Given a large, integrated oil and gas company which wants to completely renew its IT/IM, what do you propose?
Bayne—Minimize complexity as follows. Minimize integration complexity via Seabed as a common logical data model. Minimize tool complexity with common applications and data-stores and finally reduce the demands on end-users by enabling workflows like our Petrel plug-ins that deploy IM workflows natively.
Bouffard—End users are looking to new ways of working—these may not be completely defined. But we do have some technology directions to offer. Streaming RT data is becoming part of daily life. Access to production data—WITSML, PRODML. We see convergence of structured and unstructured data.
Bayne—You will always need structured databases but there is huge growth in emails etc. Here we defer to Infosys for help in managing this.
Bouffard—IM may not always be apparent. For instance in Shell’s HDP*, interpretation and data access all goes through the Portal. The future will see interpreters doing more and more in less and less time—and data management will have to be done in the background.
Why do we even bother building projects? Why can’t you offer interpreters windows onto their data à la MapQuest?**
Bayne—Our Seabed paradigm is a step in this direction.
Bouffard—I agree that today’s technology is not up to this. We expect to be able to offer such facility through web services and data replication.
We hear a lot about web services (WS). Where is SIS in WS, with self describing data, tagging, data validation?
Bayne—ProSource and Petrel DM leverage web services today. Our integration engine as deployed in ProSource Results leverages a services-oriented architecture.
Can workflows be captured in XML, edited programmatically and re-run?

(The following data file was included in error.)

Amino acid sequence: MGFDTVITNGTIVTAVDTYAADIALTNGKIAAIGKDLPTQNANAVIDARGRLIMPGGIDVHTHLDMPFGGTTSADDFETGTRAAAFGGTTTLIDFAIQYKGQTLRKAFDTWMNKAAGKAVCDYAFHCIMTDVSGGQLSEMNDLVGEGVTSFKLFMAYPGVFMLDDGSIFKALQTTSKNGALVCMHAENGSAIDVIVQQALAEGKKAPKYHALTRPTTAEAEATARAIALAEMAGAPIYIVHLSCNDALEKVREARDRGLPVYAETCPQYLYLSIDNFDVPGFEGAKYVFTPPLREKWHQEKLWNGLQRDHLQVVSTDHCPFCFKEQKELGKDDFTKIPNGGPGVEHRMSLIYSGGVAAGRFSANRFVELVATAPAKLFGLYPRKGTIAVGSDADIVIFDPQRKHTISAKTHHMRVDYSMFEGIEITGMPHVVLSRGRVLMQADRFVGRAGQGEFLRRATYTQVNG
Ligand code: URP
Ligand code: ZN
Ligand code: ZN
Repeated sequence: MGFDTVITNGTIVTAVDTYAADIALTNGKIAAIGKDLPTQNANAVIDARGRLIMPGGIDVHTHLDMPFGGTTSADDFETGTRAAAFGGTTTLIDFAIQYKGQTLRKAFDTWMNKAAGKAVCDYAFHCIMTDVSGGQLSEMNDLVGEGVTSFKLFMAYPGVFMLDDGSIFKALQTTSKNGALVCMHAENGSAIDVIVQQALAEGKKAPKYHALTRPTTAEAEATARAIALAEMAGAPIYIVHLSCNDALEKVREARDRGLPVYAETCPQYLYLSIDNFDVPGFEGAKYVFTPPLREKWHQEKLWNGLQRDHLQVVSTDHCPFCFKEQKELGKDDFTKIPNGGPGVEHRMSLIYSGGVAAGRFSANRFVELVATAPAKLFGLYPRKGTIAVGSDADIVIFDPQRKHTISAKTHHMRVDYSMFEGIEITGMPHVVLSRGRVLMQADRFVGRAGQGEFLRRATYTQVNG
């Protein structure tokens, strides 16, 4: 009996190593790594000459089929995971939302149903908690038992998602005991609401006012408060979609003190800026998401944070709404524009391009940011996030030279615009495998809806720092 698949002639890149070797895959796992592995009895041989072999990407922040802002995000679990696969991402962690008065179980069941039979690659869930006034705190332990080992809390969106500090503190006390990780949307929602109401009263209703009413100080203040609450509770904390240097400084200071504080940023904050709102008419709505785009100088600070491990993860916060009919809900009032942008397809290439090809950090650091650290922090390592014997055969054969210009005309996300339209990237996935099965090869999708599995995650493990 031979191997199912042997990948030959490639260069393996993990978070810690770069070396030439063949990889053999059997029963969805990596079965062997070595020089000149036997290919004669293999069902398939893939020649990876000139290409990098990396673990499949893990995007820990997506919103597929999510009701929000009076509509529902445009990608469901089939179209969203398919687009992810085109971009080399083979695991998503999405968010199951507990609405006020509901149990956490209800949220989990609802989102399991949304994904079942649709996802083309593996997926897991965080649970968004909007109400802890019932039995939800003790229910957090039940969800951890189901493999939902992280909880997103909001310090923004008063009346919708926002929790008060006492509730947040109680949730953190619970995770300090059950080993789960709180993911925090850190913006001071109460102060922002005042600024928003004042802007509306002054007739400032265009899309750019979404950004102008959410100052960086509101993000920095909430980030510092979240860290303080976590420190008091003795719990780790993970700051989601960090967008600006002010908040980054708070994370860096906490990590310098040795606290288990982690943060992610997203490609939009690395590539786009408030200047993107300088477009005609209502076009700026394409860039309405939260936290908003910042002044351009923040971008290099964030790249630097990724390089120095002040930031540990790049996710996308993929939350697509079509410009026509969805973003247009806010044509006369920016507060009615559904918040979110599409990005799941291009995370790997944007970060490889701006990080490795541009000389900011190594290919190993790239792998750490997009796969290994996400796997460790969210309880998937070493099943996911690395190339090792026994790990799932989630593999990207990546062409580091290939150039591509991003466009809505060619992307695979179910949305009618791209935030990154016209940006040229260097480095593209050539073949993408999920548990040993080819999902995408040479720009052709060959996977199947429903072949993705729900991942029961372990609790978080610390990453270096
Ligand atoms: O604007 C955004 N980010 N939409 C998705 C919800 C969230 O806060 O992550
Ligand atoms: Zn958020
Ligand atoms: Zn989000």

Petrel does not support the ability to export the workflows to XML currently. SIS is experimenting with Microsoft Windows Workflow Foundation to enable this kind of functionality.***
Talking of ‘openness’ in the context of Petrel is something of a paradox. Petrel is a facet of SIS’ ‘wall to wall Microsoft’ approach to technology. A far remove from what is generally understood as the Open Source movement!
Bouffard—That’s not quite how we see it. At one level, the Ocean API provides openness. But users won’t get access to all of our IP as you would expect from an Open Source environment. But Ocean does allow you to add your own functionality to applications like Petrel. We are completely genuine on this openness issue. Publishing Seabed has been a major event for us. This data model represents tens of man-years for our data modelers. Offering this up to the market is a bold statement and we hope that the industry as a whole will gain from this initiative.
We had a look at the Seabed model—it is a text-document, are you planning to release an implementable DDL version of the data model like PPDM does?
Bouffard—PPDM restricts its DDL to members. SIS ‘only’ publishes the Seabed data model—but makes it available to all. Indeed, we do perceive the physical implementation of the data model as a differentiator. Your readers might like to check the model on www.slb.com/content/services/software/opensystems/index.asp by clicking on the Seabed Data Model link.
* Hydrocarbon Development Planning
** An idea we developed in our September 2006 editorial.
*** This answer was supplied offline.
© Oil IT Journal - all rights reserved.